Now that Canadian telecommunications powerhouse Research in Motion (Nasdaq: RIMM) has a new boss and a new outlook, the BlackBerry developer is in play.
Between its 2,441 patents and 3.948 patent applications, RIM has a rich library that CEO Thorsten Heins said last week might be valuable to license or auction, a big change from his precedessors, Mike Lazaridis and James Balsillie, who remain major shareholders but have been removed from management.
Another prospect is selling the Waterloo, Ontario company completely, something else that Heins, 54, said is possible.
After RIM reported a record fourth-quarter loss of $125 million, or 24 cents a share, on revenue of only $4.19 billion, major shareholder Victor Alboini, who galvanized opponents of prior management to act, predicted, The company, as we know it, won't be around in a year.
Trading Wednesday around $12.82, RIM's market capitalization is $6.72 billion, a huge discount from the nearly $17 billion of a year ago.
Who might be interested in acquiring RIM? Here are five prospective bidders:
Cisco Systems, (Nasdaq: CSCO), the world's biggest provider of Internet equipment which is making a huge bid for Cloud computing, or Internet-based computing that relies upon distributed centers.
Cisco is huge in the enterprise market and got into consumer electronics via its purchase of Scientific-Atlanta, which provides set-top boxes to Verizon Communications (NYSE: VZ) and other cable operators.
The attraction to Cisco, of San Jose, Calif., would be RIM's 78 million BlackBerry subscribers, mostly in the enterprise sector, such as U.S. President Barack Obama. Heins promised to focus on this highly desirable market.
Cisco reported cash and investments above $48.6 billion for the second quarter ended Jan. 28. Last month, it announced plans to acquire privately held NDS of the UK for $5 billion.
Microsoft (Nasdaq: MSFT), the No. 1 software developer. The Redmond, Wash., company is rolling out Windows 8 with a major foray into mobile platforms, having signed up Finland's Nokia (NYSE: NOK) and other hardware companies.
Microsoft would share the same interest as Cisco in acquiring RIM's core audience on the move as it owns them already at the desktop. Over time, it surely would swap out RIM's proprietary OS for Windows.
Last year, Microsoft allied with RIM and others to buy $4.5 billion worth of patents from defunct Nortel Networks, its top people should have a good idea what's needed.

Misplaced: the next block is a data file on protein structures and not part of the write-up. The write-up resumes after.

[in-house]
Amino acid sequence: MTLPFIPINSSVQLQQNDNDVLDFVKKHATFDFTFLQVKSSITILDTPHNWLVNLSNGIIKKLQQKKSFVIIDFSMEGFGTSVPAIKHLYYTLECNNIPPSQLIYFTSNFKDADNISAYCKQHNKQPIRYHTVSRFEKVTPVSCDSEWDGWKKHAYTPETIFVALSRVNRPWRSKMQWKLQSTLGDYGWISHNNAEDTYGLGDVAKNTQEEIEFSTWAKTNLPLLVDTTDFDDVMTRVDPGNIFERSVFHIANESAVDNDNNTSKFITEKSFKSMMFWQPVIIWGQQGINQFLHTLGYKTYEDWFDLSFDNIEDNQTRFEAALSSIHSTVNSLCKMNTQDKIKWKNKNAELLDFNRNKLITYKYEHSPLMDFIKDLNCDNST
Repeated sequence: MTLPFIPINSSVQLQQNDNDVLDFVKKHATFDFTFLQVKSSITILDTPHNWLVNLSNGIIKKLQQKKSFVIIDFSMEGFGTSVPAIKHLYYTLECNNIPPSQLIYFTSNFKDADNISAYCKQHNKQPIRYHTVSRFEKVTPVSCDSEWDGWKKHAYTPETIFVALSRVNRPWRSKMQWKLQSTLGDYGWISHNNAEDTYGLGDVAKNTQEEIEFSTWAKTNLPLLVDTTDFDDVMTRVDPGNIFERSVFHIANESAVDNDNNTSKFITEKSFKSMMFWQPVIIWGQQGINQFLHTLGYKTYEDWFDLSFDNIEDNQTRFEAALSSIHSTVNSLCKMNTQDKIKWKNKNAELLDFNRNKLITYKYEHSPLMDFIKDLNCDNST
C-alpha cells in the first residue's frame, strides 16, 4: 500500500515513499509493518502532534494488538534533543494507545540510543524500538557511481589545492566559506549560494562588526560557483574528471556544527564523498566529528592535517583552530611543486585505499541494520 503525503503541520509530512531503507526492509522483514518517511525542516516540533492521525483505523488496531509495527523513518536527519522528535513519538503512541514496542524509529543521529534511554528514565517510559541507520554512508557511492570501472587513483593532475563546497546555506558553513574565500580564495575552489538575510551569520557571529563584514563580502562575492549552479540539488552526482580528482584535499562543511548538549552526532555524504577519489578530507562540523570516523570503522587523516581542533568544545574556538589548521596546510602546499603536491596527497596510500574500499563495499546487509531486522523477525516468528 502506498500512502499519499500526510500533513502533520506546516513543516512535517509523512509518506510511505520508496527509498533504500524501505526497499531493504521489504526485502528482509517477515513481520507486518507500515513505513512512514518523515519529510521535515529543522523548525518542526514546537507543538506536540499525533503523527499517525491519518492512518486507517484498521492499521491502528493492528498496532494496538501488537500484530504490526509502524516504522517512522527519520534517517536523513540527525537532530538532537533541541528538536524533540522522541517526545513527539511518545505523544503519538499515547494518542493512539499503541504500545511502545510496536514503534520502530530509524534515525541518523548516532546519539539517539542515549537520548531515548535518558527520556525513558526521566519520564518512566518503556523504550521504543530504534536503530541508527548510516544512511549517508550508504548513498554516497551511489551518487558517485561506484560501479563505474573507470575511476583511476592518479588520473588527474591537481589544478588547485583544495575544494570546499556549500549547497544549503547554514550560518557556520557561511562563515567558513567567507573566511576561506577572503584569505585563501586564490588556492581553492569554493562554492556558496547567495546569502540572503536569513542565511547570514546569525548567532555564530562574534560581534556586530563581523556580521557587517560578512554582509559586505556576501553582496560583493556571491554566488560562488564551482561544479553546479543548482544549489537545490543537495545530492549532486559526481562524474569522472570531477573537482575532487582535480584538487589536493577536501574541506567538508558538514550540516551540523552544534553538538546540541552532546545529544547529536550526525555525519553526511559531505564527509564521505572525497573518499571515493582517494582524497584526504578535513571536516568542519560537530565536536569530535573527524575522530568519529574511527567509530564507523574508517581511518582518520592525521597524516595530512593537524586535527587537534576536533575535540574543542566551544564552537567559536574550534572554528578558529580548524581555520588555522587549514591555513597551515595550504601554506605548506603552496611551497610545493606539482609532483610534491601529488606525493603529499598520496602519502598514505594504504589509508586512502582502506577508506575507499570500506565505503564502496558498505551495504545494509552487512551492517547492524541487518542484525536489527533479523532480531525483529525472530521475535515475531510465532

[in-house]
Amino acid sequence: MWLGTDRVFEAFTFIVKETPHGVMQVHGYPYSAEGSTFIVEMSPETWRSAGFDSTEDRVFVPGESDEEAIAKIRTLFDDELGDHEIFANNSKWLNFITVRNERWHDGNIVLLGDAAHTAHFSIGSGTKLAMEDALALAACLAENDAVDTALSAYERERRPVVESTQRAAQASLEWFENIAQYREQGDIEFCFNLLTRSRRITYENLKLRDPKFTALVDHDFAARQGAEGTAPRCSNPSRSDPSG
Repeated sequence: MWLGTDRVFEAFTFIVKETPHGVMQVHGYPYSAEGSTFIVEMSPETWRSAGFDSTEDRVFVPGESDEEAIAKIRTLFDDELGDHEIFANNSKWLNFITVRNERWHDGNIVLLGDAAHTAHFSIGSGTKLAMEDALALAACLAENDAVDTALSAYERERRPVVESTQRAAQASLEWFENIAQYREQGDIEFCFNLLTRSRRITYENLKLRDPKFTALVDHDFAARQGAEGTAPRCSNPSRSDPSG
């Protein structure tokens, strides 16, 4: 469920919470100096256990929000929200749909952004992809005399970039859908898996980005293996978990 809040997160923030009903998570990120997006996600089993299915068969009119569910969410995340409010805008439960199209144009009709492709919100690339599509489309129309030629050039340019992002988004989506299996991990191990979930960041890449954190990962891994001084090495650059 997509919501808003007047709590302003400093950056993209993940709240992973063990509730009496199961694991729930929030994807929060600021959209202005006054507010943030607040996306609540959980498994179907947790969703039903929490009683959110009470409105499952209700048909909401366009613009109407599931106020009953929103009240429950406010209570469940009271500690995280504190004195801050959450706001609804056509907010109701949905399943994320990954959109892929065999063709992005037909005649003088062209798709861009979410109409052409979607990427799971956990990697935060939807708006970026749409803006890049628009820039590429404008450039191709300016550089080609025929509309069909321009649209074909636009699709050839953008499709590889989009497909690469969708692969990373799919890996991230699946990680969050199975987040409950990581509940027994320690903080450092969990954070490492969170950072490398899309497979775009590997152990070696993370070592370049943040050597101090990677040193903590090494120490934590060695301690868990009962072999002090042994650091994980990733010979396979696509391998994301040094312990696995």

Buying RIM and the BlackBerry might make Microsoft a major rival of Apple (Nasdaq: AAPL) in the smartphone and tablet sector, where sales of iPads skyrocket ahead of PlayBooks.
Microsoft's cash and investments: $51.7 billion.
IBM (NYSE: IBM), the No. 2 global computer services provider, which also would covet the enterprise mobile base. In the 1980's, IBM was a minority investor in the ill-fated Satellite Business Systems and then in MCI Communications.
However, for more than a decade, the Armonk, N.Y. computer maker has been withdrawing from the consumer market. Surely CEO Virginia Rometty wouldn't want to get IBM into designing mobile phones and tablets again. But who knows? IBM last quarter started to sell software that provides security for tablets.
IBM had cash and investments of $11.92 billion, which could make a RIM takeover too expensive.
Dell (Nasdaq: DELL), the No. 3 global PC maker and No. 2 in the U.S., has basically gone nowhere in the mobile business and might want to own the BlackBerry brand. Dell is an excellent marketer with strong new growth in developing markets and a good grip on the enterprise market, where it sells PCs, servers and services.
Dell, though, may prefer to keep going upmarket. This week, it announced plans to acquire Wyse Technologies, the San Jose, Calif., manufacturer of thin drives, for a reported $1 billion.
Last month, the Round Rock, Tex., PC giant said it planned to buy private SonicWall, a security products company, for as much as $1.5 billion.
Maybe the BlackBerry network would tickle the ego of CEO Michael Dell, 47, who started selling PCs as a teenager.
Dell reported cash and investments exceeding $18.2 billion for the fiscal year ended Feb. 3.
SAP (NYSE:SAP), Europe's biggest enterprise software company which might find a German CEO like Heins appealing. SAP, too might find the mobile market for the enterprise appealing, especially as more and more software is integrated.
To be sure, SAP's arch-rival, Oracle (Nasdaq: ORCL) has still not achieved the full benefits of acquiring Sun Microsystems in 2010, which put it into the server market and also brought some consumer applications with Java and Open Office to compete against Microsoft Word.
SAP, which reported cash and investments of 5.6 billion Euros (US $7.4 billion) last quarter, may not have the muscle to pull off a solo deal, though.